Mombasa residents could have lost million of shillings in projects that were initiated by the President more than three years ago.
Some have stalled because of sluggishness by government officials, corruption and political differences.
President Uhuru Kenyatta announced the projects in 2015, when he announced he would change the face of the area to attract tourists, uplift residents and empower youths trapped in drug abuse.
This revelation comes at a time when another regeneration programme is being undertaken in Mombasa, weeks after President Uhuru Kenyatta reorganised his government for efficient services. This time, Uhuru gave the contractors 150 days to complete the projects.
The Star has established that a multi-agency team set up to work on the regeneration of Mombasa Old Town in 2015, failed to meet its set timelines because of political rifts, petty protocol wars, lack of coordination and corruption. The team comprised officials from government agencies and parastatals.
The agencies include the National Youth Service (NYS), the National Museums of Kenya (NMK), the Kenya Ports Authority (KPA), Kenya Power, the Office of the President and the Mombasa government.
The team was to come up with drawings and plans for a Swahili themed walkway along the sea front from Fort Jesus to Madhubaa beach.
It was also to repaint buildings on the front rows of the sea front, light up streets and construct a food banda near Fort Jesus, where women would be allocated space to sell traditional Swahili dishes to tourists. The team was also to plan rehabilitation of the Old Town fish market.
Also to be undertaken was the paving of roads and alleys using Cabro. The renovation of the Mackinon market buildings and general cleanup of the town by the NYS was also to be carried out.
The cleanup of the town, rehabilitation of Mackinon markets and paving of alleys were completed.
Kenya Power undertook the street lighting project in line with its then ‘Mwangaza Mitaani’ project, which Coast regional manager Hezekiah Mwalwala said was completed.
A check by the Star, however, revealed some of the lights are dysfunctional and require maintenance.
The proposed walkway is incomplete. So is the proposed food banda project, which would have housed vendors who operate near the Fort Jesus museum and specialise in traditional Swahili snacks.
Contacted by the Star for clarification, Mombasa county commissioner Evans Achoki has dismissed the claims of sluggishness in carrying out the presidential directive.
He said the directive by the President was complied with. “The Old Town interventions are ongoing, the walkway project is 60 per cent done and we expect all pending projects to be completed as scheduled,” Achoki said. The Star, however, confirmed the walkway construction work is concentrated only at the Fort Jesus waterfront as opposed to the whole old Kilindini channel shoreline.
drawings, plans done
Athman Hussein, the Coast assistant director of the National Museums of Kenya, has defended his officers from any wrongdoing. He said the NMK was involved in the project as the custodian of the Old Town heritage site.
He said drawings and plans were done by his team and submitted to the NYS, which was the principal implementing stakeholder.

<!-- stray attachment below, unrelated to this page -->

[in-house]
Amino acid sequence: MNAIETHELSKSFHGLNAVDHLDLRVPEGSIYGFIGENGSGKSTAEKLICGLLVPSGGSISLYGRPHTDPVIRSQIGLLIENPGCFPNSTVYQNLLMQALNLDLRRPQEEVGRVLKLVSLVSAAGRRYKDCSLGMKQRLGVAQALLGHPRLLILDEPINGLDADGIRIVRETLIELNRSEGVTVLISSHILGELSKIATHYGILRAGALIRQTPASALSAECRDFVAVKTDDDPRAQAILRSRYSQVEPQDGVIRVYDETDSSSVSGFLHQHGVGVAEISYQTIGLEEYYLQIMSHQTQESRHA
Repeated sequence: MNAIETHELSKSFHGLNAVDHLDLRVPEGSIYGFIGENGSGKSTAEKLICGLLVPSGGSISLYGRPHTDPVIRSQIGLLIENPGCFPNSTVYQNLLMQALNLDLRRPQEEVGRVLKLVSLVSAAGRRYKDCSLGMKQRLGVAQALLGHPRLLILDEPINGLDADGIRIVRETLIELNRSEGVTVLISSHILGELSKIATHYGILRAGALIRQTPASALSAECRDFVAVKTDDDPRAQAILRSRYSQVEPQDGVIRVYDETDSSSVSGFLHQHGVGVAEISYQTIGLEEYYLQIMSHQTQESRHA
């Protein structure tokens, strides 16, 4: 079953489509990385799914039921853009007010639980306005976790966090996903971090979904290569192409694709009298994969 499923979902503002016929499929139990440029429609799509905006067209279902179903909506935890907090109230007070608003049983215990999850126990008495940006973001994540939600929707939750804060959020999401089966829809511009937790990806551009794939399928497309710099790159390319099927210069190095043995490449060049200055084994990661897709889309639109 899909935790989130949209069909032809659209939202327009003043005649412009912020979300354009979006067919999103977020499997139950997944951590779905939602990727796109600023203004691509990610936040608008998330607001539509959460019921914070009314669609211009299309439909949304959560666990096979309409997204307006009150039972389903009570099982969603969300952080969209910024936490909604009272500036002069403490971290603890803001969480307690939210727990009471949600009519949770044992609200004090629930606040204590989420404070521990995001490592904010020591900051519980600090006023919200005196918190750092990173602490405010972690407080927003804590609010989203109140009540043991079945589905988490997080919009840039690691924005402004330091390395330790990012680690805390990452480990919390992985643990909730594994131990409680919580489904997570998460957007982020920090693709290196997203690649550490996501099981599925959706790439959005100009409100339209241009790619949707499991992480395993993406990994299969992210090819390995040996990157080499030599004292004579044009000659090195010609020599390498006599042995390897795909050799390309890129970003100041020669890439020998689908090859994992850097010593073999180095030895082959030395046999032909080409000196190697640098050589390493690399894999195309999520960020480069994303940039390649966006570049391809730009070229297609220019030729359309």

“Our role was only to provide the drawings and space for the developments, which we did,” he said.
KPA, through senior corporate communications officer Sylvan Mghanga, said the authority last year rehabilitated the cold room and storage facilities at the fish market and paid electricity bills of Sh2 million.
He said the projects were undertaken as part of their organization’s corporate social investments, which are handed over to the beneficiaries upon completion.
things went quiet
During the initial meetings to discuss how to execute the projects between September and October 2015, high-profile government officials attended. They made commitments on who was to provide the drawings and bill of quantities for the implementation of the projects.
As time went by, they started sending junior officials. Later, everything went quiet.
Documents seen by the Star on the projects’ deliberations show the top officials included Nelson Marwa, who was Mombasa county commissioner, then National Construction Authority boss Daniel Manduku – now heads KPA – and then Kenya Power MD Ben Chumo.
Others were then NYS Director General Nelson Githinji, KPA’s head of corporate affairs Bernard Osero, Mvita MP Abdulswamad Nassir, senior engineers and architects from the NCA, the KPA and Kenya Power.
The organisations were to either fund, implement or supervise.
The meetings were at first chaired by Githinji, but after he was interdicted due to lost millions at the NYS, consequent meetings were chaired by MP Nassir.
This did not go down well with some people, who expected the county commissioner to chair the meetings as he was the representative of the OP at the county level. This gave rise to silent protocol wars.
The MP was upset by the NYS for delaying payments to cohorts enlisted in the cleanup drive.
The funds were later released. Some 1,300 youths were targeted for the project and were working for Sh471 per day. They worked five days a week.
Some Sh171 was channelled to the NYS Sacco during the three months contract. The youths protested over the accumulative Sh13 million deducted as sacco savings. “The Sh13 million was eventually disbursed to us and we formed our own local sacco,” youth leader Joel Osimbo said.
Early this year, the President announced a new regeneration plan for Mombasa to include the beautification and rehabilitation of Mama Ngina Drive, Jomo Kenyatta public beach in Bamburi and the decommissioned Kibarani dumpsite.
Unlike the 2015 initiative, the new projects are on track and are being supervised by the county and national government officials.